Boston Herald American - Monday, May 15, 1978
William Lear, invented Lear Jet, 8-track tapes
RENO, Nev. (UPI) - Industrialist William P. Lear, whose maverick genius created the car radio, the eight-track tape player, the Lear Jet and more than 150 other patented inventions, died in Reno yesterday after a long bout with leukemia. He was 75.
Lear's creativity was matched only by his capacity for work -- usually 12 hours daily on several projects at the same time.
He maintained that schedule until his final hospitalization a few days ago. Lear Avia vice president J. S. Lewis said yesterday that Lear's last instructions to him concerned a new turbo-prop business jet called LearFan.
"He said `Finish it.' You bet we'll “finish it," Lewis said.
Lear, born June 26, 1902, in Hannibal, Mo., started his career in 1926 with the development of the automobile radio. That invention put Motorola Corp., in which Lear once held a one-third interest, into business.
By 1930, he had branched out on his own. He formed Lear Developments, later Lear, Inc., to produce aerospace and electronic equipment. In 1962, the company employed more than 5,000 workers in California, Ohio and West Germany.
His invention of aircraft radio, navigation and autopilot systems won international acclaim, including the Frank M. Hawks Memorial award in 1940 for the Learmatic Navigator. President Harry Truman awarded him the Collier Trophy in 1950 for design of the F-5 autopilot system, the first for jet aircraft.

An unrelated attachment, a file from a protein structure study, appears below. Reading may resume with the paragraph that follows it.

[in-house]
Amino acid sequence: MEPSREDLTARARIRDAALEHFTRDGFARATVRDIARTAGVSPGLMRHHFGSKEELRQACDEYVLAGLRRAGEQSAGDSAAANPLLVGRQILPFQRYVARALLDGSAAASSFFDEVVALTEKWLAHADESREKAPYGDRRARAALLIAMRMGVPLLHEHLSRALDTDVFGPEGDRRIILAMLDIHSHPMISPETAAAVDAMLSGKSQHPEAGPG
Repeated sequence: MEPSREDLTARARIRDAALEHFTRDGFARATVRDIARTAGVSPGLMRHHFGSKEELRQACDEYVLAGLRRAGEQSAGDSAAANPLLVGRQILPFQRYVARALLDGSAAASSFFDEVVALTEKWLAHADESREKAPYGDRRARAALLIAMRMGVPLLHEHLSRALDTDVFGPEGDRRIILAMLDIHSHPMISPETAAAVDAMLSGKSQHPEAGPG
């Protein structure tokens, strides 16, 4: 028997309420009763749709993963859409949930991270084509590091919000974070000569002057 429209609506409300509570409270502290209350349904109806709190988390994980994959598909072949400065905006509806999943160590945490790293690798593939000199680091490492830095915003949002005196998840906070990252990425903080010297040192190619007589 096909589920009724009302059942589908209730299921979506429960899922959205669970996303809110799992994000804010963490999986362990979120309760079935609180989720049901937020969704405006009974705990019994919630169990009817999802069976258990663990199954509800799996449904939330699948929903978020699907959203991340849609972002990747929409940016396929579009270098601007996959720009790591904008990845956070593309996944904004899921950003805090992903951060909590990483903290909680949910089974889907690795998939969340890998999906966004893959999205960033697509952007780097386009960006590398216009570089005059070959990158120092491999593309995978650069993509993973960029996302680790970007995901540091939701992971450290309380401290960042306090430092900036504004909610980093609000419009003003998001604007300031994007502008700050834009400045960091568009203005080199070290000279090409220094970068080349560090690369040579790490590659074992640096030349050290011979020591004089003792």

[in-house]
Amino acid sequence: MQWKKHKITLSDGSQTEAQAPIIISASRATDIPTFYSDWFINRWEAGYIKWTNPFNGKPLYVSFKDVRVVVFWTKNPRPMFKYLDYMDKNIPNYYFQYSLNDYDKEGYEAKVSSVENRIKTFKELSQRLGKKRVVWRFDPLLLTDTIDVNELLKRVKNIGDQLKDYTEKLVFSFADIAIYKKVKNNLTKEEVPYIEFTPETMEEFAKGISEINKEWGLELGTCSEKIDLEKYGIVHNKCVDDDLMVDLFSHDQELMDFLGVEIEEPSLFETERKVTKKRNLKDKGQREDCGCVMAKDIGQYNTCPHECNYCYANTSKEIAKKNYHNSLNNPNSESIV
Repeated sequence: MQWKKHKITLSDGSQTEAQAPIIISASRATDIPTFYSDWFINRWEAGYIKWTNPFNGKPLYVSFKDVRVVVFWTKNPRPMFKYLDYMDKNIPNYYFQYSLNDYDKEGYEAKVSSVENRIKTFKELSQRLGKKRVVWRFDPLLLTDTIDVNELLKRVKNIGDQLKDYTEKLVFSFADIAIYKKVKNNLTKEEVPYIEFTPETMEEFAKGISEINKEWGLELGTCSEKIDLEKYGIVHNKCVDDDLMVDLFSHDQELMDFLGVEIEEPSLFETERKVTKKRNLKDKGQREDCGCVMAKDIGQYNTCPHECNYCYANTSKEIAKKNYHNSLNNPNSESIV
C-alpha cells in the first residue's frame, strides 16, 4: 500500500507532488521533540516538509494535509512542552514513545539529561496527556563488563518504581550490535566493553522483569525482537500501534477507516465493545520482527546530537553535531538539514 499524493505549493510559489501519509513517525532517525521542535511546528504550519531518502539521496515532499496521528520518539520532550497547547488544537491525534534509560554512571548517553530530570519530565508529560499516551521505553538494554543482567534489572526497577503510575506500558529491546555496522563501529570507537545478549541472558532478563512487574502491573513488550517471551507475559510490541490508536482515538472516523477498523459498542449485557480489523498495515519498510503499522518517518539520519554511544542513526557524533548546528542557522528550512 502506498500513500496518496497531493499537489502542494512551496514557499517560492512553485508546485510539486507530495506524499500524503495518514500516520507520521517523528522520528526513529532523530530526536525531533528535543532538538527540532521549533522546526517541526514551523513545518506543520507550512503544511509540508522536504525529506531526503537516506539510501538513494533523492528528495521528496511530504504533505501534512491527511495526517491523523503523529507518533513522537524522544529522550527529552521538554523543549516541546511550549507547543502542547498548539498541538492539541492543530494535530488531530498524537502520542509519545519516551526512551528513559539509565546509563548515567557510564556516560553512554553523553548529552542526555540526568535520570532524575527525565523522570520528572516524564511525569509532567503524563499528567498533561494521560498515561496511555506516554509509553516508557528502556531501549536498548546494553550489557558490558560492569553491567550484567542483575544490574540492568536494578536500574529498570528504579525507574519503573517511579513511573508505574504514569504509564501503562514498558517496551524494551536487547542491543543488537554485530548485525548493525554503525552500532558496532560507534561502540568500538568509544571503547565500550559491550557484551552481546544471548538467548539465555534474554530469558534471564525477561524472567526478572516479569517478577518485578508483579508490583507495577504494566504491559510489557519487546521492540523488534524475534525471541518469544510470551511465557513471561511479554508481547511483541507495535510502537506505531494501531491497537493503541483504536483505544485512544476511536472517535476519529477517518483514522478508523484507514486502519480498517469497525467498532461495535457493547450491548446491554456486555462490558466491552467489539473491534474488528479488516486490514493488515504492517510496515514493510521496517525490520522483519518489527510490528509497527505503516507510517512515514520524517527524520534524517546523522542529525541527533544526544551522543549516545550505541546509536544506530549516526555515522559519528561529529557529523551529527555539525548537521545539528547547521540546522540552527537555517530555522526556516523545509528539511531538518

He received the Great Silver Medal from the city of Paris in 1960 for the development of an automatic pilot for the Caravelle jetliner.
One of Lear's best known products, the Lear Jet, was introduced in 1963. It was the first business jet and the first production jet financed by a single individual. More than 800 have been sold.
In the 1960s, Lear's eight-track tape player went on the market, popularizing stereo sound in automobiles.
Although his fame was world wide and his personal fortune estimated at greater than $30 million,
Lear looked for new ventures. In 1968 after selling Lear Jet Industries, he concentrated on low-pollution power systems.
He developed a steam-powered bus that was successfully tested on the hills of San Francisco. Still under development is a car powered by the energy stored in a pair of spinning flywheels.
Lear Motors engineers predict the car will be able to travel up to 100 miles with top speed of 80 mph before the flywheels must be re-energized from an electrical outlet.
Recently Lear focused on development of the LearFan business jet.
The craft will be constructed largely out of plastic composites half the weight of aluminum but with the strength: of. titanium. The-result will be a craft less than half the weight of the Lear Jet, nearly as fast and much more economical.
Lear completed the design earlier this year and Lewis said production will go forward as his boss wished.
Lear's most recent project was announced just a week ago, a planned community at Stead, Nev., to eventually include 7,760 new homes as well as a variety of industrial and business operations.
He -is survived by his wife, Moya Marie, six children and seven grand children.
Funeral arrangements were pending.